Black sesame noodle salad

Top soba noodles with sesame paste and your protein of choice for a simple summer lunch.

The Asian Grandmothers Cookbook
Soba noodles topped with a black sesame paste, shredded carrot and cucumber, and a little bit of heat from chili pepper flakes.

Soba, made from buckwheat flour, is prettily packed in bundles about 8 to a package. Note that many sobas are also made with wheat flour so it isn’t a gluten-free food. Juwari, the finest – and usually most expensive – soba is made entirely of buckwheat, but please, please read the labels especially if you are allergic or intolerant to wheat!

This is turning out to be my go-to recipe for a simple summer lunch. It’s done in 15 minutes, even less if you make the sesame paste ahead and refrigerate. Top the noodles with whatever you have on hand – poached chicken, pan-fried tofu, pickles, your options are only limited to what you have in your fridge!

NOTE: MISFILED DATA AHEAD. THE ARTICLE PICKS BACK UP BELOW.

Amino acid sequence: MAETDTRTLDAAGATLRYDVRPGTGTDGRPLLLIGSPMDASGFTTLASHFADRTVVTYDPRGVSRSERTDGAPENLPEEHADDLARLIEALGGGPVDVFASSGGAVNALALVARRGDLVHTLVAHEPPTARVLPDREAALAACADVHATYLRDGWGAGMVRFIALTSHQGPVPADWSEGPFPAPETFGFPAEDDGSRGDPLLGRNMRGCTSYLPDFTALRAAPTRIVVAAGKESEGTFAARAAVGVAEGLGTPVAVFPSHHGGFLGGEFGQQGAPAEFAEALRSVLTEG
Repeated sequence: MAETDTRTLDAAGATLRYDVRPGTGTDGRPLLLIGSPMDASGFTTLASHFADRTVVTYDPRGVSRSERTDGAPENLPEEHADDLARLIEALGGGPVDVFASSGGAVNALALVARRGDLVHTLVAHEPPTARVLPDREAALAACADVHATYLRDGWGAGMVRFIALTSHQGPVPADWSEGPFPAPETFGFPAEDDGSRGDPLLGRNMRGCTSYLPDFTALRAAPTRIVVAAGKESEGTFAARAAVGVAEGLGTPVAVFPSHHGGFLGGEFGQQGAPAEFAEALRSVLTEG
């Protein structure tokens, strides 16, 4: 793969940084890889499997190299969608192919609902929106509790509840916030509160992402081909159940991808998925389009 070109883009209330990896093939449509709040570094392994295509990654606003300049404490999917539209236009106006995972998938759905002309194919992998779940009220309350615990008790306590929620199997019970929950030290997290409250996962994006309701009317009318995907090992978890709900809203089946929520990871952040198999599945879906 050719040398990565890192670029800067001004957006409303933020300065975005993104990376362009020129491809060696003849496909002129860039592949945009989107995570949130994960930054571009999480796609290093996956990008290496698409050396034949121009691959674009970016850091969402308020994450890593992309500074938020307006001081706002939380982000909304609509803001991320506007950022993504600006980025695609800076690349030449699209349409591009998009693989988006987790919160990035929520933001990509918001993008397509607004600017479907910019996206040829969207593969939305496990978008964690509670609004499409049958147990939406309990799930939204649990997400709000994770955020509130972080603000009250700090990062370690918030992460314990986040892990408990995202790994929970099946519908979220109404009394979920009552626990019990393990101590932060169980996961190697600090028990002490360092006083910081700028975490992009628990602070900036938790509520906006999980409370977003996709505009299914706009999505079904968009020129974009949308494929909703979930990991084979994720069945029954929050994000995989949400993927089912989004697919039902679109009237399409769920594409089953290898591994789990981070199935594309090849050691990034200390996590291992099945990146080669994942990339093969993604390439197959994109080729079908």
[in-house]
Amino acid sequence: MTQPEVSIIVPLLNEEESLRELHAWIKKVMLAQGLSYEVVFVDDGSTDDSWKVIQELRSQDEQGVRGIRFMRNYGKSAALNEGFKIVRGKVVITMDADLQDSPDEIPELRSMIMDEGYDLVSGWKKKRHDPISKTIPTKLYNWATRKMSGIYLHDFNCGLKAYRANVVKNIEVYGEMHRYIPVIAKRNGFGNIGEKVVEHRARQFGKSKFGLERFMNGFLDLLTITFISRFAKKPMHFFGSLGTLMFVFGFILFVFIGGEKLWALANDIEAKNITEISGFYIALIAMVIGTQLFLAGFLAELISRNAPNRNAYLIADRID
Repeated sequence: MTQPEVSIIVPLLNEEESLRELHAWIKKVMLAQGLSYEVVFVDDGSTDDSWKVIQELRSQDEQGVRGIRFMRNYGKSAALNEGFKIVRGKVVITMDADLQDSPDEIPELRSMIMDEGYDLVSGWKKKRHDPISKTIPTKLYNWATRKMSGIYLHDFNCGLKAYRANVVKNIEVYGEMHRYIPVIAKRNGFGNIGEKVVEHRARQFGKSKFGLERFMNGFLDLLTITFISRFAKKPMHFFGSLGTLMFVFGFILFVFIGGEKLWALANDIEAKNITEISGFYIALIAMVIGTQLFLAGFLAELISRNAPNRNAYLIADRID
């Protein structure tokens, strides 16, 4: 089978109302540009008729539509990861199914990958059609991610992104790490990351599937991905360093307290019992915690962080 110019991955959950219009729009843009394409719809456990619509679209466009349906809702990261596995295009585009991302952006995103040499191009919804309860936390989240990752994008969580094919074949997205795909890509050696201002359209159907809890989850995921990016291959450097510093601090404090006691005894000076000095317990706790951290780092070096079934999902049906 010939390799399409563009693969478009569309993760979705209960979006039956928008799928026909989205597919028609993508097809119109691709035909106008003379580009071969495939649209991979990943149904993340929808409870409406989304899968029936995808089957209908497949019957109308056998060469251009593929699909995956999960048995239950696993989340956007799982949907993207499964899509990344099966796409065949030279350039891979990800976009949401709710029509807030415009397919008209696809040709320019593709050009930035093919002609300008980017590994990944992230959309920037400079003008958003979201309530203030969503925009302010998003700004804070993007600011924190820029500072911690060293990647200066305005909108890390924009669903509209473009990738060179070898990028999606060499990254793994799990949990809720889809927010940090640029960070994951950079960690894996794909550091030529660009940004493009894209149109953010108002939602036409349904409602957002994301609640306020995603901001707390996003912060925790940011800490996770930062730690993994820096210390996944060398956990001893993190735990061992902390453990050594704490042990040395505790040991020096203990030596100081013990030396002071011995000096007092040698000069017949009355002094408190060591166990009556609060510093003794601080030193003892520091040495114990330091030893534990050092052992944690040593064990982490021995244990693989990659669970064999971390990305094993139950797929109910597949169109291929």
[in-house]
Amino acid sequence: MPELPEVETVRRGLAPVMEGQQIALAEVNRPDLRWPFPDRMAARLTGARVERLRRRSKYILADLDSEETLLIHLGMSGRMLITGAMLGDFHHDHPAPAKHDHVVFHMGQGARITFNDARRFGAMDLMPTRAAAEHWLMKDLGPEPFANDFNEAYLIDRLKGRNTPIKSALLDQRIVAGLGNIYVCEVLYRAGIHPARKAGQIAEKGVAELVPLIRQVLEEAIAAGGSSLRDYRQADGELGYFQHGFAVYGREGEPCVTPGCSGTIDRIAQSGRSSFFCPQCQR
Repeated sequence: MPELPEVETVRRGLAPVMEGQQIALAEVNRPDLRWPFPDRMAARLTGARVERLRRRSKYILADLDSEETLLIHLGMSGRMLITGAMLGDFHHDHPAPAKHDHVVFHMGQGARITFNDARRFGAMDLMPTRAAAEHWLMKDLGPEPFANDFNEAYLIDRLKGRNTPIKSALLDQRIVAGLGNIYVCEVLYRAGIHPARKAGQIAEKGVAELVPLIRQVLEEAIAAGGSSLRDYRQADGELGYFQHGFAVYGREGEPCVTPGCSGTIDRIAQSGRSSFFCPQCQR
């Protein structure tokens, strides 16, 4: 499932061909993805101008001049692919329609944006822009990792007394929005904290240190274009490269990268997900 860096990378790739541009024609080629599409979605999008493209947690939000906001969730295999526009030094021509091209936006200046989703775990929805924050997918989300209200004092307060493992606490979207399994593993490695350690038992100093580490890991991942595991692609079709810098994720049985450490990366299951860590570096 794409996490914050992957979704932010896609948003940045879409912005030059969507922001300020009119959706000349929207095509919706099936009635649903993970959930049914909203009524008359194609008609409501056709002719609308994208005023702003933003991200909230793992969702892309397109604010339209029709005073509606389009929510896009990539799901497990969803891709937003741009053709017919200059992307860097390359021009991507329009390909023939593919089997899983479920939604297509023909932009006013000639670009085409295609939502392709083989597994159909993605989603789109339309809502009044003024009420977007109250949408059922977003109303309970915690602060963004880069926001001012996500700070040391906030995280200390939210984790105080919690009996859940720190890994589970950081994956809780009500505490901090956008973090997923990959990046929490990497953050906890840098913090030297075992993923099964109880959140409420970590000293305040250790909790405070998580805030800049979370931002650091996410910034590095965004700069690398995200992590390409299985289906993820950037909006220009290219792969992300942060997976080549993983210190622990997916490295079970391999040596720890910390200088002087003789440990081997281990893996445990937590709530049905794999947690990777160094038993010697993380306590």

Black Sesame Noodles

Adapted from

Makes: 4 servings

Time: 15 minutes

1/2 cup toasted black sesame seeds

2-1/2 tablespoons rice vinegar

1-1/2 tablespoons soy sauce

1 tablespoon sesame oil

1-1/2 teaspoon mirin or dry sherry

1 tablespoon sugar

Pinch of chili pepper flakes or cayenne

12 ounces soba (3 bundles)

1 small cucumber, shredded

1 small carrot, shredded

1. Grind the sesame seeds with a mortar and pestle, or in a small food processor, until it resembles coarse black sand.

2. Stir in the rice vinegar, soy sauce, sesame oil, mirin, sugar, and chili flakes and mix until a smooth paste forms. Taste and adjust accordingly.

3. Cook the soba according to package directions, reserving 1/3 cup of the cooking water. Rinse the noodles with cold water and drain.

4. Thin the sesame paste with the cooking water and toss with the noodles. Garnish with cucumber and carrot and slurp up! This dish is tasty eaten at room temperature or chilled first.

of stories this month > Get unlimited stories
You've read  of  free articles. Subscribe to continue.

Unlimited digital access $11/month.

Get unlimited Monitor journalism.